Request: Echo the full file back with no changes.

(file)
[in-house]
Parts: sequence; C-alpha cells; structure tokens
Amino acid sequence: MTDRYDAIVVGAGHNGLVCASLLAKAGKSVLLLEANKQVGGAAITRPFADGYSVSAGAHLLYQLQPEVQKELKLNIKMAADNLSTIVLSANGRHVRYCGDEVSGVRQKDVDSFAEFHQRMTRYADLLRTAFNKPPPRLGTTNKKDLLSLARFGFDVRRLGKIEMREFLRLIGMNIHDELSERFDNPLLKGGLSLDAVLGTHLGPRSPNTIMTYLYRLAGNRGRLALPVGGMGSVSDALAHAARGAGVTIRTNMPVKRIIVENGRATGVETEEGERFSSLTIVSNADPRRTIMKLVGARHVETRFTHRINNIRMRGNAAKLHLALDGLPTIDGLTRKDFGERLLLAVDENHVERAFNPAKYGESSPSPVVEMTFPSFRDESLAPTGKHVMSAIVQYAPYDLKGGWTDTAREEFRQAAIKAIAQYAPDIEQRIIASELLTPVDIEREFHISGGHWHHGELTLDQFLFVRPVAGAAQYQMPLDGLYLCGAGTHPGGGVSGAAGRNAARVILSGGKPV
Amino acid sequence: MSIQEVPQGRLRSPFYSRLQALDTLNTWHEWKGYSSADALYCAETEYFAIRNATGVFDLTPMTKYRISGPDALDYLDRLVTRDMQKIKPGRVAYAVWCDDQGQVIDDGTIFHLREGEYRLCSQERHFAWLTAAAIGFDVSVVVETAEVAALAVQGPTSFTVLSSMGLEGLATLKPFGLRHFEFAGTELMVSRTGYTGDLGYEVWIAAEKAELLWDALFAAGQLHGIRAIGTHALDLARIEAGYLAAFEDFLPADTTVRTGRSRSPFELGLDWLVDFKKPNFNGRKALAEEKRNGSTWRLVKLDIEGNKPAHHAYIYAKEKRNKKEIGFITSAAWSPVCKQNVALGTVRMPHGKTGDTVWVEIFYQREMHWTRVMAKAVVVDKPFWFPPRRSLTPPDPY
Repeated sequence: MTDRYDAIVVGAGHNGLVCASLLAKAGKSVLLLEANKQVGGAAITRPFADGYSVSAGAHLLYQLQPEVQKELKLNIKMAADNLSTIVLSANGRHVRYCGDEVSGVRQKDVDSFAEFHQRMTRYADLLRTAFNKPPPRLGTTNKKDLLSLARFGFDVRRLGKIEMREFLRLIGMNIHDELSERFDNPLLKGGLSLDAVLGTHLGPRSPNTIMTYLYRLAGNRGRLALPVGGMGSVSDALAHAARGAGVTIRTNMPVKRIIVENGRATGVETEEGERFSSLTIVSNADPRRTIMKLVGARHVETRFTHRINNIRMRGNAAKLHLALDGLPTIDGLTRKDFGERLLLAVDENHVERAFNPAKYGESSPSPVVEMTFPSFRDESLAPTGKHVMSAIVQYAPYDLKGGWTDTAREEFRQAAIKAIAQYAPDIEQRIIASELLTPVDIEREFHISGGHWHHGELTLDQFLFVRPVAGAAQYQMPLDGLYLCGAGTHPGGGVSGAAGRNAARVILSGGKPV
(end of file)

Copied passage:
[in-house]
Parts: sequence; C-alpha cells; structure tokens
Amino acid sequence: MTDRYDAIVVGAGHNGLVCASLLAKAGKSVLLLEANKQVGGAAITRPFADGYSVSAGAHLLYQLQPEVQKELKLNIKMAADNLSTIVLSANGRHVRYCGDEVSGVRQKDVDSFAEFHQRMTRYADLLRTAFNKPPPRLGTTNKKDLLSLARFGFDVRRLGKIEMREFLRLIGMNIHDELSERFDNPLLKGGLSLDAVLGTHLGPRSPNTIMTYLYRLAGNRGRLALPVGGMGSVSDALAHAARGAGVTIRTNMPVKRIIVENGRATGVETEEGERFSSLTIVSNADPRRTIMKLVGARHVETRFTHRINNIRMRGNAAKLHLALDGLPTIDGLTRKDFGERLLLAVDENHVERAFNPAKYGESSPSPVVEMTFPSFRDESLAPTGKHVMSAIVQYAPYDLKGGWTDTAREEFRQAAIKAIAQYAPDIEQRIIASELLTPVDIEREFHISGGHWHHGELTLDQFLFVRPVAGAAQYQMPLDGLYLCGAGTHPGGGVSGAAGRNAARVILSGGKPV
Amino acid sequence: MSIQEVPQGRLRSPFYSRLQALDTLNTWHEWKGYSSADALYCAETEYFAIRNATGVFDLTPMTKYRISGPDALDYLDRLVTRDMQKIKPGRVAYAVWCDDQGQVIDDGTIFHLREGEYRLCSQERHFAWLTAAAIGFDVSVVVETAEVAALAVQGPTSFTVLSSMGLEGLATLKPFGLRHFEFAGTELMVSRTGYTGDLGYEVWIAAEKAELLWDALFAAGQLHGIRAIGTHALDLARIEAGYLAAFEDFLPADTTVRTGRSRSPFELGLDWLVDFKKPNFNGRKALAEEKRNGSTWRLVKLDIEGNKPAHHAYIYAKEKRNKKEIGFITSAAWSPVCKQNVALGTVRMPHGKTGDTVWVEIFYQREMHWTRVMAKAVVVDKPFWFPPRRSLTPPDPY
Repeated sequence: MTDRYDAIVVGAGHNGLVCASLLAKAGKSVLLLEANKQVGGAAITRPFADGYSVSAGAHLLYQLQPEVQKELKLNIKMAADNLSTIVLSANGRHVRYCGDEVSGVRQKDVDSFAEFHQRMTRYADLLRTAFNKPPPRLGTTNKKDLLSLARFGFDVRRLGKIEMREFLRLIGMNIHDELSERFDNPLLKGGLSLDAVLGTHLGPRSPNTIMTYLYRLAGNRGRLALPVGGMGSVSDALAHAARGAGVTIRTNMPVKRIIVENGRATGVETEEGERFSSLTIVSNADPRRTIMKLVGARHVETRFTHRINNIRMRGNAAKLHLALDGLPTIDGLTRKDFGERLLLAVDENHVERAFNPAKYGESSPSPVVEMTFPSFRDESLAPTGKHVMSAIVQYAPYDLKGGWTDTAREEFRQAAIKAIAQYAPDIEQRIIASELLTPVDIEREFHISGGHWHHGELTLDQFLFVRPVAGAAQYQMPLDGLYLCGAGTHPGGGVSGAAGRNAARVILSGGKPV